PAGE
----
~by Christine Schoaff~
You’ve had a great idea and started your business, and now it is growing. As an owner you’d like to enjoy the results of your success.
Now what about paying yourself? How do you see money as an owner, and what are the options? There are five options explained below. Be sure to consult with a bookkeeper, CPA or other financial professional on your specific situation.
Here are five options for paying yourself:
1) Expenses: If your business has enough cash flow to cover basic operations expenses, you can consider having the company cover other expenses. For example, the company can pay for meals when there is a business purpose such as meeting with a client. The company can pay for mileage of your personal car when used for business purposes or to purchase a vehicle outright for your use on business matters. Be aware the you must keep the corporate and personal separate and clearly defined. Company expenses must have appropriate documentation such as receipts. Only some costs are allowed as business expenses.
2) Loan repayment: Many owners provide cash to their company for general operations in the startup phases. When the funding is structured as a loan from the owner to the company, then loan repayment can be a means to returns funds to the owner. It is important to maintain clear documentation, especially the amounts of principal and interest repaid.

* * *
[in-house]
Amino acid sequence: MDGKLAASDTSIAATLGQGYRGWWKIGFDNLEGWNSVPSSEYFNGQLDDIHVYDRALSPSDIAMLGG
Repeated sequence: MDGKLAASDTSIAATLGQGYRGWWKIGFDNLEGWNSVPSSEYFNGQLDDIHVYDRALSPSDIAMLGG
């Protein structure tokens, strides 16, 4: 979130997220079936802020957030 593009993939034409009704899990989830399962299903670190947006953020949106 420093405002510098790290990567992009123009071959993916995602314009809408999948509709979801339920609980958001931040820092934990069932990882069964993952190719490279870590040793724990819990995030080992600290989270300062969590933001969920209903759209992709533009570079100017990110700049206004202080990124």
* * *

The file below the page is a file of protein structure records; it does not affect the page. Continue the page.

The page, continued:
3) Dividends: Some business structures, such as S Corporations, have the option to distribute dividends to owners. Dividends are funds, shares or similar, issued to owners according to the percentage of ownership. So if you have two owners, 80% and 20%, a $100 dividend will be issued $80 to one and $20 to the other.
4) Owner’s Draw: With some business structures, such as Sole Proprietorship, the owner can withdraw funds up to his previous investment and a portion of the other retained earnings.
5) Salary: As an owner, you can also be an employee with a full W-2. This involves the same taxes paid by the company and the employee as every other employee (see ‘The 5 Costs of Running Payroll‘). Generally, if you are paying dividends, you should also have some portion of your compensation as a salary.
An accountant or other financial professional can help you understand how to coordinate all of these options appropriately.
Christine Schoaff has been an entrepreneur and intrapreneur in opportunities from start-up to mid-size to Fortune 500. She has worked extensively with family run businesses in a variety of industries.